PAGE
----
50 or more new jobs to support walking and cycling are to be created by Dublin City Council, at least 30 new jobs are to be created by Limerick City and County Council, and Cork Co Council are expected to hire around 16 people.
The jobs are the first details of the funding for 248 new jobs to support walking and cycling infrastructure, which IrishCycle.com reported on last month.
The staff include engineers, programme directors, communications staff, and technical advisors. According to the Green Party, the jobs are funded five years under a new national funding scheme for sustainable mobility announced by Eamon Ryan.
Brian Leddin, a Limerick Green Party TD, said: “I’m pleased that Minister Eamon Ryan has committed to funding a multidisciplinary office in Limerick City and County Council to support the government’s ambitious programme to build better walking and cycling infrastructure. There will also be a Regional Design Office based in Limerick to provide technical expertise to local authorities in the Mid West Region to help them develop walking and cycling.”
He added: “To my mind this will bring four primary benefits to Limerick – it will make our streets more accessible to all, it will increase the health of our population by encouraging walking or cycling short journeys, it will increase economic competitiveness by helping to attract companies who want to locate in a modern city, and it will reduce both greenhouse gas emissions which harm the planet, and air pollution which harms our citizens.”
On the Dublin news, Cllr Michael Pidgeon (Green) said: “Ten years ago I stood outside civic offices, campaigning for the council to hire just one cycling officer. A decade on and we’re looking at hiring over fifty staff for active travel. This is the kind of practical change you see when you put Greens in local and national government.”
He added: “There is now a huge amount of cycling and walking funding available – we just need the staff locally to design and spend it. This could be transformative for the city.”
Cllr Donna Cooney (Green) said that projects have been delayed in the city due to lack of staff and that “We requested this from Minister Eamon Ryan in September 2020 so we can use our share of one million euro a day to truly reset Dublin as a cycling capital after COVID.”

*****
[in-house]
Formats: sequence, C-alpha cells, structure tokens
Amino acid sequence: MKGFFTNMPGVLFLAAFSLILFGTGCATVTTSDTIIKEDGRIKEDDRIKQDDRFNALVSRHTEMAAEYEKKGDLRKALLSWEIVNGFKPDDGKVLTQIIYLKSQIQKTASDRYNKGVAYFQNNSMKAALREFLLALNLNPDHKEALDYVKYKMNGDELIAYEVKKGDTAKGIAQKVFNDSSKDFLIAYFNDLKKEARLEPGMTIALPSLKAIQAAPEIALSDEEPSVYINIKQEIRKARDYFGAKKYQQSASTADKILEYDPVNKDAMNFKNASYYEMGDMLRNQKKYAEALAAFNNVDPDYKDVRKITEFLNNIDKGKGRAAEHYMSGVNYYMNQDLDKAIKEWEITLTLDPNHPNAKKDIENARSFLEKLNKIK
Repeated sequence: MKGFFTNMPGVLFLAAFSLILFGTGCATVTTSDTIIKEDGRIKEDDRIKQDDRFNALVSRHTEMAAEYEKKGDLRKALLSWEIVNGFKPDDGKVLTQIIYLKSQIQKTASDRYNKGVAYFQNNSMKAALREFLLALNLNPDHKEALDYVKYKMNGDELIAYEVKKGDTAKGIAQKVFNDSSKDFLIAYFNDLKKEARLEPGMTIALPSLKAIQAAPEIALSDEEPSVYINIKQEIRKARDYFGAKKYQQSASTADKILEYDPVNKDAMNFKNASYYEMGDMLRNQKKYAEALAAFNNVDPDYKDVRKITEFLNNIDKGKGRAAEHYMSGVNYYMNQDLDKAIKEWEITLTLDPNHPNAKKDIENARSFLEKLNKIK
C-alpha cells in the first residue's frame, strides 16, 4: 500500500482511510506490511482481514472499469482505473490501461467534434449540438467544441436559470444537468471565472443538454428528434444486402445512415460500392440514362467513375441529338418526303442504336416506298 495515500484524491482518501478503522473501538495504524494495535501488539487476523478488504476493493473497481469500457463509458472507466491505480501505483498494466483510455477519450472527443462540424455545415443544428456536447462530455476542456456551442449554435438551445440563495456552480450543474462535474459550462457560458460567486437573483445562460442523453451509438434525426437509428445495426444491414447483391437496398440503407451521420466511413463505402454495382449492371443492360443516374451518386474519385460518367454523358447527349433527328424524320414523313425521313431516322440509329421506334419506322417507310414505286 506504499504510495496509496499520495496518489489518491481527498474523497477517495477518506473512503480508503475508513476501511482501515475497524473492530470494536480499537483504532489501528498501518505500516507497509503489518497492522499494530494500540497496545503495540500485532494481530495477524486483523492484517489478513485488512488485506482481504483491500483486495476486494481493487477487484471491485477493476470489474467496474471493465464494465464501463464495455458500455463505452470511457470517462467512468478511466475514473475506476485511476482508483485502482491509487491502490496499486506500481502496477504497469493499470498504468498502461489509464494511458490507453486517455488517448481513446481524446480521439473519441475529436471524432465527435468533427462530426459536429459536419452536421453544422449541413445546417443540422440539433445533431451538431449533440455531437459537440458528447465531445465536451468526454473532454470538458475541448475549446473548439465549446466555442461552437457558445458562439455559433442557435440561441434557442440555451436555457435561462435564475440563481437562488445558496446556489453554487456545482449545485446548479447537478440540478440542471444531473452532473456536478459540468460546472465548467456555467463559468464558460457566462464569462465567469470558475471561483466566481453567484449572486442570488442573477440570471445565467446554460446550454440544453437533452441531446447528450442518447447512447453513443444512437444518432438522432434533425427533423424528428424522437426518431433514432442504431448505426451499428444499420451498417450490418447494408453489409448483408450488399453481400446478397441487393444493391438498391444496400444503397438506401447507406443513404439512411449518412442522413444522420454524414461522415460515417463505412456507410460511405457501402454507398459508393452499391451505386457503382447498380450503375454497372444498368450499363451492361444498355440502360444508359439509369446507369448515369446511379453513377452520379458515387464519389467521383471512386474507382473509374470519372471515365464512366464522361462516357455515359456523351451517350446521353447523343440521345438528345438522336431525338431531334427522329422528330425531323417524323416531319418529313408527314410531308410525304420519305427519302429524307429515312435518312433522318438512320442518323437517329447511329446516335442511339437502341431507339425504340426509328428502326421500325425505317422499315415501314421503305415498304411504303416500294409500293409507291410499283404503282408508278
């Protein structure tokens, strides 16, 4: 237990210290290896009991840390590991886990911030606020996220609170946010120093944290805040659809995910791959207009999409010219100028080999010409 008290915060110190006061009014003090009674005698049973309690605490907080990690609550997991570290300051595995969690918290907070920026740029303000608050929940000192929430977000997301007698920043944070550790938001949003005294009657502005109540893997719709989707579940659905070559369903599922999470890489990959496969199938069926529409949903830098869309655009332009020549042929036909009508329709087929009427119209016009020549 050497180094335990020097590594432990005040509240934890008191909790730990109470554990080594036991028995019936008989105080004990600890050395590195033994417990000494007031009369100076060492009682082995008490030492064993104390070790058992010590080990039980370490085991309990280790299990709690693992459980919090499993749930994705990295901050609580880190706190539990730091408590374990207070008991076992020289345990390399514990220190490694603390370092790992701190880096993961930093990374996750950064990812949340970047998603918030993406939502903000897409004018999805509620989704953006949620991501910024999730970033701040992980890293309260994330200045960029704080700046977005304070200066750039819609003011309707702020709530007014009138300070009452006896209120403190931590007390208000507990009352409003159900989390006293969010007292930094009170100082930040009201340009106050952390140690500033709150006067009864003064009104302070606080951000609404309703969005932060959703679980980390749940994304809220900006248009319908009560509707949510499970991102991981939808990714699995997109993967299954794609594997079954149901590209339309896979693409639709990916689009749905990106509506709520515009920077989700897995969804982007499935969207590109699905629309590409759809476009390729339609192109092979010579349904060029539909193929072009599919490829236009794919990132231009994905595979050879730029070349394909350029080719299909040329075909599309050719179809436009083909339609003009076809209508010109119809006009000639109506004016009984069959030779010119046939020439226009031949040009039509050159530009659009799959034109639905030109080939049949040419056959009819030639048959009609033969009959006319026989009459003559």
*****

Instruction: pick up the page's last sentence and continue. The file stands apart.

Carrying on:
Cllr Janet Horner (Green) said that a switch to walking and cycling isn’t just about reducing carbon emissions, she said: “It’s also about improving our air quality, public health, efficiency of transport and ensuring that the city is safe and accessible for all.”
Cllr Claire Byrne (Green) said: “Having more staff for these projects also allows more specialisation, meaning higher quality walking and cycling designs for Dubliners. It will also free up other staff to work on other traffic issues, so it’s a win-win.”
She added: “We look forward to seeing a revised national cycle design manual, to ensure any new infrastructure works for all – regardless of age or ability.”
Here's a breakdown on the active travel roles envisaged. As you'd expect, mainly engineers.
I'm told it can be difficult for DCC to recruit/retain traffic engineers, so this may change. pic.twitter.com/MA15I3GV4A
— Michael Pidgeon (@Pidge) February 1, 2021
On Saturday, County Cork-based Cllr Alan O’Connor (Green), said: “Following from last week’s news that 248 new posts would be created for walking and cycling projects, I’ve been told that Cork Co Council expect approx. 16 new staff in this area, more than doubling staff capacity. Detail to come, but very positive news.”
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